Monday musings on Australian literature: Poetry Month 2022 and Verse novels

Having launched their Poetry Month in 2021 which I wrote about at the time, Red Room Company (or, Red Room Poetry) clearly felt it was successful, because they are back again this year with another Poetry Month. Its aim is to “increase access, awareness and visibility of poetry in all its forms and for all audiences”, and it will run throughout the month of August.

From what I can tell, they are following a similar plan to last year with their 30in30 daily poetry commissions, poetry ambassadors, online workshops, prizes and residencies, and more. Do check their page, which includes a link to a calendar, to find ways in which you can take part, or, simply, introduce yourself to some new poets and poems.

Meanwhile, I thought I’d celebrate the month by writing a little tribute to verse novels.

Verse novels

When I decided to write this post, I found a good introduction to verse novels at The Australian Poetry Library. However, when I checked the link I’d saved, it said “currently unavailable”. I will share what it said, but you may not be able to find it online any more. (They do still have a Facebook page.)

A verse novel tells a long and complex story with many characters, much as a prose novel would, through the medium of narrative verse. The verse may be blank verse in the manner of Shakespeare, or free verse, or (less often) formal rhymed verse of any type.

The ancient epics were verse novels, of a sort, and so were the Alexandrian epyllia such as Apollonius’ Argonautica, but the modern verse novel, like the novel itself, is a fashion that found a large audience in the nineteenth-century: Don Juan (Byron), Amours de Voyage (Arthur Hugh Clough), The Ring and the Book (Robert Browning).

Movies, paperback novels and television seem to have killed it off in the early twentieth century, but it found a strong revival after the 1970s: Another life (Derek Walcott), The golden gate (Vikram Seth) and The changing light at Sandover (James Merrill).

Notable Australian verse novelists are Alan Wearne, Dorothy Porter, Les Murray, Steven Herrick and John Tranter.

A selection of Australian verse novels

Susan Hawthorne, Limen, book cover

Wikipedia’s article on the form provides a brief history, going back to epics like Gilgamesh. After appearing to have declined with Modernism, it has, Wikipedia continues, “undergone a remarkable revival” since the 1960s-70s, and is particularly popular in the Caribbean, Australia and New Zealand. I wonder why these particular regions?

I should add, though, that verse novels do have a longer history in Australia than this later 20th century revival suggests. CJ Dennis’ The songs of a Sentimental Bloke (1915) and The moods of Ginger Mick (1916)(my post) are earlier, and very popular, examples.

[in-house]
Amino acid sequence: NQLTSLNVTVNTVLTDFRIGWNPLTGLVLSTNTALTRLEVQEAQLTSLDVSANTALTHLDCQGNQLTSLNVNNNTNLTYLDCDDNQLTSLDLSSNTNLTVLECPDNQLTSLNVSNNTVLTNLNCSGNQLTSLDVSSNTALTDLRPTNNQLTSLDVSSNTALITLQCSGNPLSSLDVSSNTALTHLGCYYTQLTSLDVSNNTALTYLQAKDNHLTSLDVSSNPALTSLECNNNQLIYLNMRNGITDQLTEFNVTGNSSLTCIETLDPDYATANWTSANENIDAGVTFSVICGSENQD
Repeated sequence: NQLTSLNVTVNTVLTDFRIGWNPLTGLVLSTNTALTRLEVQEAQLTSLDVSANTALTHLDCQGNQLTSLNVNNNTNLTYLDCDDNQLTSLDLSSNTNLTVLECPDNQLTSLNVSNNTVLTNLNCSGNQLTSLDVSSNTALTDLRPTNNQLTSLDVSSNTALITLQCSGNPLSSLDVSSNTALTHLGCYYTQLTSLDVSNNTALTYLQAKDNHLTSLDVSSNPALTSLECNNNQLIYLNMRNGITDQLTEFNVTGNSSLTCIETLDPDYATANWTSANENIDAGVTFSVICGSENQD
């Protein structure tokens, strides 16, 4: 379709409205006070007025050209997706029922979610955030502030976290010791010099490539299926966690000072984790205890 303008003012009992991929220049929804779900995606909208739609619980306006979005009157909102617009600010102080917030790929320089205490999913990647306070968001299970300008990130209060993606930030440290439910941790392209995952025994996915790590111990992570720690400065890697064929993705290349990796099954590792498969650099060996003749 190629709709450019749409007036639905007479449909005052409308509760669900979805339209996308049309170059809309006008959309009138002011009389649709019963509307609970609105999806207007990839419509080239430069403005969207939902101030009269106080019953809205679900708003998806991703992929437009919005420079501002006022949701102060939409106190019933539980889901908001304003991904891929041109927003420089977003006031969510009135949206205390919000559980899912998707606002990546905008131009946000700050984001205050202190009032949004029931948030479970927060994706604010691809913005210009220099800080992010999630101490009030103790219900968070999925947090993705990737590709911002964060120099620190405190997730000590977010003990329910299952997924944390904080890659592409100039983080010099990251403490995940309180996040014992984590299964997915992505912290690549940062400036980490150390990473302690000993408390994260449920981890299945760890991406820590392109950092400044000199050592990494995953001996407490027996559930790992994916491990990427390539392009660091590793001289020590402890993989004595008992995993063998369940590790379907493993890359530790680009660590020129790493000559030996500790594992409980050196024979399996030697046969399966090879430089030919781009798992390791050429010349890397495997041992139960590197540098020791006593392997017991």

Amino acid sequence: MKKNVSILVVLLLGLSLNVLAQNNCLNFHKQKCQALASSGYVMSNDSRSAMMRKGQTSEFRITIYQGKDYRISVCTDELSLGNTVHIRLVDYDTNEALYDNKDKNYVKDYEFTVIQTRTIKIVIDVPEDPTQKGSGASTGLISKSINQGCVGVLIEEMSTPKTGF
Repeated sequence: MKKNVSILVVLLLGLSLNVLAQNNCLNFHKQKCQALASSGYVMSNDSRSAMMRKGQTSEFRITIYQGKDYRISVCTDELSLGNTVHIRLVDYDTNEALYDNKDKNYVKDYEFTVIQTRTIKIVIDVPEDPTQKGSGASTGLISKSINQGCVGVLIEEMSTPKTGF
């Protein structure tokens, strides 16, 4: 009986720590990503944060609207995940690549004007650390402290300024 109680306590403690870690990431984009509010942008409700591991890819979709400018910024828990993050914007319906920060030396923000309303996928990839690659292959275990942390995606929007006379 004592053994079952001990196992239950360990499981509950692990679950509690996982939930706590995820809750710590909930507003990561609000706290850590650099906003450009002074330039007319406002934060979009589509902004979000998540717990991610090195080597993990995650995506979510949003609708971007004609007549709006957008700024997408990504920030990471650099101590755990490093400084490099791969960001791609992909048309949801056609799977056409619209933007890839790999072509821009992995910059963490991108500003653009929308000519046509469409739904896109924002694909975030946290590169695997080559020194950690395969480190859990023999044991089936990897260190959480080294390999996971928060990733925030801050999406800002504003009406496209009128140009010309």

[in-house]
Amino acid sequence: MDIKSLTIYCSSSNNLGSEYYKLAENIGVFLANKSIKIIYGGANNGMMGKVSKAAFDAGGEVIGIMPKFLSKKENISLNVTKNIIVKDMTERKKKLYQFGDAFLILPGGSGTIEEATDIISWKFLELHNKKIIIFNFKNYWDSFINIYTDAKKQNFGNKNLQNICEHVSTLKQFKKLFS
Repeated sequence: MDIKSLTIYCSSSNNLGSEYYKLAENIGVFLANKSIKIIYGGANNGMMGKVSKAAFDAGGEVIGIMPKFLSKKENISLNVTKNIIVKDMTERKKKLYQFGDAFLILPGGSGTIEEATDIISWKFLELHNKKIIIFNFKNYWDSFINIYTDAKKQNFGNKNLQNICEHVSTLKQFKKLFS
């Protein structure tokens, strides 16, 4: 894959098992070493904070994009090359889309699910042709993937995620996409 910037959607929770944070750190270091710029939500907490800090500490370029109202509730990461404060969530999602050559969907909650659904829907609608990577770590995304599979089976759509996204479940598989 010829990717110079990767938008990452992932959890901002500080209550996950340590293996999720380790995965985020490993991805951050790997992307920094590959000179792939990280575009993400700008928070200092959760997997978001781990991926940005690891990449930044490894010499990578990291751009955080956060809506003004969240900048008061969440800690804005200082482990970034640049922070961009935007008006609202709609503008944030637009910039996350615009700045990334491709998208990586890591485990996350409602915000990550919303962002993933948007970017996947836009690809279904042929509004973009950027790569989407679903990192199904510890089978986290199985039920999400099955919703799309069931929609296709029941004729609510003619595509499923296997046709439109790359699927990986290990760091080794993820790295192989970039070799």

Of course, I did a little search of Trove, but, given the form’s apparent recent revival and the fact that Trove is not so useful yet for recent decades, I didn’t find much. However, I was intrigued to find reference to a satirical work called Solstice, by 20-year-old Matt Rubenstein. It was shortlisted for The Australian-Vogel award (in 1994, I presume). Sen, writing in The Canberra Times, was reasonably positive, saying that “the narrative has its share of sentimental blokes as well as philosophers like the homeless Arthur, and the relationships and issues it explores are treated relevantly as well as entertainingly. It could start a verse-novel cult. Could, I said.”

I’m not sure that there’s been quite a cult, but my little list below confirms some level of ongoing popularity in Australia. But, back to Rubenstein’s Solstice, I also found through Trove that it had been adapted by the author into a play to be performed at the Adelaide Festival of Arts in 1996, with Kate Ceberano as the featured singer. That says something about the quality of the work. I note that the play is available from Ligature Digital Publishing.

Anyhow, I do enjoy a verse novel, and have reviewed several on my blog, as have some other Aussie litbloggers. Here is a selection of some of the verse novels we have reviewed on our blogs:

  • Ali Cobby Eckermann, Ruby Moonlight (2012) (my post, and Lisa’s): this is particularly interesting because it is a First Nations historical fiction verse novel. It is a moving, and generous read.
  • Lesley Lebkowicz, The Petrov poems (2013) (my post): also historical fiction, this work tells the story of the Petrov affair providing a personal perspective on a very political event.
  • Susan Hawthorne, Limen (2013) (my post): Hawthorne’s quiet yet forceful work explores women going camping, the threats and vulnerabilities that confront them, and how they navigate the lines that appear.
  • Geoff Page, The scarring (1999) (my post): Page has written other verse novels, including Freehold, which I have also read, but The scarring is particularly strong and gut-wrenching about war, the mistakes people make, and the power men can wield over women.
  • Dorothy Porter, El Dorado (2007) (Brona): Porter’s last verse novel is described by Brona as “another dark crime story with a psychological twist”.
  • Dorothy Porter, The monkey’s mask (1994) (Brona): Porter’s most famous verse novel is also a psychological crime story, and, says Brona is “gritty, exciting & passionate”. It surely qualifies now as a classic, particularly given it is taught in schools and universities. It was also adapted for a feature film.
  • Alan Wearne, The night markets (1986) (Bill): this book was highly praised when it came out, and won significant awards including the ALS Gold Medal and the National Book Council Award. Bill knew Wearne at school, and has read this book a few times “because it feels so intensely familiar”. The Canberra Times reported on its ALS Gold Medal win, saying the judges ‘were impressed by the ambition and confidence with which Wearne approached his task. The novel’s subject, political and social change in the past two decades, had rarely been approached, they said, and its verse form was “bold and exciting”‘.

Readings Bookshop has provided lists of Australian and non-Australian children’s and YA verse novels, for those of you interested in these audiences.